Month: September 2019

Bilateral relatedness: knowledge diffusion and the evolution of bilateral trade

During the last two decades, two important contributions have reshaped our understanding of international trade. First, countries trade more with those with whom they share history, language, and culture, suggesting that trade is limited by information frictions. Second, countries are more likely to start exporting products that are related to their current exports, suggesting that shared capabilities and knowledge diffusion constrain export diversification. Here, we join both of these streams of literature by developing three measures of bilateral relatedness and using them to ask whether the destinations to which a country will increase its exports of a product are predicted by these forms of relatedness. The first form is product relatedness, and asks whether a country already exports many similar products to a destination. The second is importer relatedness, and asks whether the country exports the same product to the neighbors of the target destination. The third is exporter relatedness, and asks whether a country’s neighbors are already exporting the same product to the destination. We use bilateral trade data from 2000 to 2015, and a variety of controls in multiple gravity specifications, to show that countries are more likely to increase their exports of a product to a destination when they have more product relatedness, importer relatedness, and exporter relatedness. Then, we use several sample splits to explore whether the effects of these forms of relatedness are stronger for products of higher complexity, technological sophistication, and differentiation. We find that, in the case of product relatedness, the effects are stronger for differentiated, complex, and technologically sophisticated products. Also, we find the effects of common language and shared colonial past to increase with differentiation, complexity, and technological sophistication, while the effects of shared borders decrease with these three variables. These results suggest that product relatedness and common language capture dimensions of knowledge relatedness that are more important for the exchange of more sophisticated and differentiated products. These findings extend the ideas of relatedness to bilateral trade and show that the evolution of bilateral trade networks are shaped by relatedness among products, exporters, and importers.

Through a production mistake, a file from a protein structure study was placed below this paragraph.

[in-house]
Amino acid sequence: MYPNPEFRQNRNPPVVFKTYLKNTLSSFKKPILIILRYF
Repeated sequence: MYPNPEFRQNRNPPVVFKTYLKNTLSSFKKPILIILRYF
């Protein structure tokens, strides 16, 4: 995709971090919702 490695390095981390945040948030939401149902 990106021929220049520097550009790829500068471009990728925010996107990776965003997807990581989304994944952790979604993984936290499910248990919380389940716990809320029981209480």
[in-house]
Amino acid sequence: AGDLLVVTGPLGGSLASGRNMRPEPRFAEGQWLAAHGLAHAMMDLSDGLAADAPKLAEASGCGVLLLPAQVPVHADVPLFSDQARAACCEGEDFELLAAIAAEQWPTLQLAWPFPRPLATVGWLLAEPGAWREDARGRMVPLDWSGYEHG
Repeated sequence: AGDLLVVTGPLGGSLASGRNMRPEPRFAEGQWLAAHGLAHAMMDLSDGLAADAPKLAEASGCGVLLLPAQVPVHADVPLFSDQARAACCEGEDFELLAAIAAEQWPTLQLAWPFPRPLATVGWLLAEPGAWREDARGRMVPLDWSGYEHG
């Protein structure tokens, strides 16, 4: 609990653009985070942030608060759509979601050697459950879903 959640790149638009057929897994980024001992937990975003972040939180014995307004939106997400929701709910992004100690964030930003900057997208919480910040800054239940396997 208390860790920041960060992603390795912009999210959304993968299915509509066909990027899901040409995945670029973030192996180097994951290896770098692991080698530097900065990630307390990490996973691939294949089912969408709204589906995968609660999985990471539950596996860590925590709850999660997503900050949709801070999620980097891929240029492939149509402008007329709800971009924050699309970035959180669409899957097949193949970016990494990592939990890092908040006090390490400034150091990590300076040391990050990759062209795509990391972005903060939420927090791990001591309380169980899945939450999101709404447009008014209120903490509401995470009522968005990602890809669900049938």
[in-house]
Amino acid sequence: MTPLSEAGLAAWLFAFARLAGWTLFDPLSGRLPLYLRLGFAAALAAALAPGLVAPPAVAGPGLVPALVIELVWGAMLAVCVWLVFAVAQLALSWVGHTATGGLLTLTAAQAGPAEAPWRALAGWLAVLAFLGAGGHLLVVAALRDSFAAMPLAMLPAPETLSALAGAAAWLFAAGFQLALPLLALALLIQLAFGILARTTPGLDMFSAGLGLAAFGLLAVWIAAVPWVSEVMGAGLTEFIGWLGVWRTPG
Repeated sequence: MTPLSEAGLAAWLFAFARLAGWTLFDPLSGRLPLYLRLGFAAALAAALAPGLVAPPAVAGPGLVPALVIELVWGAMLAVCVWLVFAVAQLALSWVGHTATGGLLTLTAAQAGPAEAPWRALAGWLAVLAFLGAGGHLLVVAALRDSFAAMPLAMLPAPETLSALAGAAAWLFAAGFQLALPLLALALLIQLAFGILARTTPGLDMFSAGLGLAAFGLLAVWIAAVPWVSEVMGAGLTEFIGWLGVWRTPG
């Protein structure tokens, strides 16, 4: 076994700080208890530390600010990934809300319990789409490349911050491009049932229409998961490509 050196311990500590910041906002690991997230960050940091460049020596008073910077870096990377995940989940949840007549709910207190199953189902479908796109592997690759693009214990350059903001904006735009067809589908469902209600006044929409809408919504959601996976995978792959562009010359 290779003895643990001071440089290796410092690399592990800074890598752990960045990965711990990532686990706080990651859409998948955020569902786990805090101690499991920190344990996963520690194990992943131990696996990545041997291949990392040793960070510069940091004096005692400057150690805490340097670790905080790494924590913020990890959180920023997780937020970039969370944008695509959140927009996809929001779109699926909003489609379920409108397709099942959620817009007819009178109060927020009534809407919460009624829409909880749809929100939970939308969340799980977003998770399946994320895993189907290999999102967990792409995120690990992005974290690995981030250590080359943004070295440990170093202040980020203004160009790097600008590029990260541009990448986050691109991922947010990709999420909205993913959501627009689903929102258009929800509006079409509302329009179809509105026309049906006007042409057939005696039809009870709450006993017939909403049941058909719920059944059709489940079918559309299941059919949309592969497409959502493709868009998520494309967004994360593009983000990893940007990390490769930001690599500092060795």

Bilateral relatedness: knowledge diffusion and the evolution of bilateral trade
Bogang Jun, Aamena Alshamsi, Jian Gao, César A. Hidalgo

Journal of Evolutionary Economics


Innovation and The Evolution of the Economic Web

Fifty thousand years ago the global economy may have had a diversity of a few thousand goods and services, including fire, unifacial stone scrapers, hides, and so forth. Today, in New York alone, there must be over a billion goods and services. The global economy has exploded in diversity. The question is how and why has this explosion occurred?
The economy, as detailed a bit further below, is a network of complements and substitutes, which I will call the Economic Web. And like the biosphere, it’s evolution is substantially unprestatable, “context dependent,” and creates its own growing “context” that comprises its “Adjacent Possible.” The adjacent possible is what can arise next in this evolution. This evolution is “sucked into” the very opportunities it itself creates. Innovations into the Adjacent Possible drive this growth.
I do not wish to consider here the rich evolution of a single technology. Brian Arthur has brilliantly done so in his book The Nature of Technology [1]. Rather, I wish to discuss the evolution of the entire economic web, for as we shall see, goods and services create novel niches which invite the innovative creation of new complementary and substitute goods such that the web as a whole grows in diversity.


Innovation and The Evolution of the Economic Web
by Stuart Kauffman

Entropy 2019, 21(9), 864


Information gerrymandering and undemocratic decisions

In a voter game, information gerrymandering can sway the outcome of the vote towards one party, even when both parties have equal sizes and each player has the same influence; and this effect can be exaggerated by strategically placed zealots or automated bots.

Information gerrymandering and undemocratic decisions
Alexander J. Stewart, Mohsen Mosleh, Marina Diakonova, Antonio A. Arechar, David G. Rand & Joshua B. Plotkin
Naturevolume 573, pages 117–121 (2019)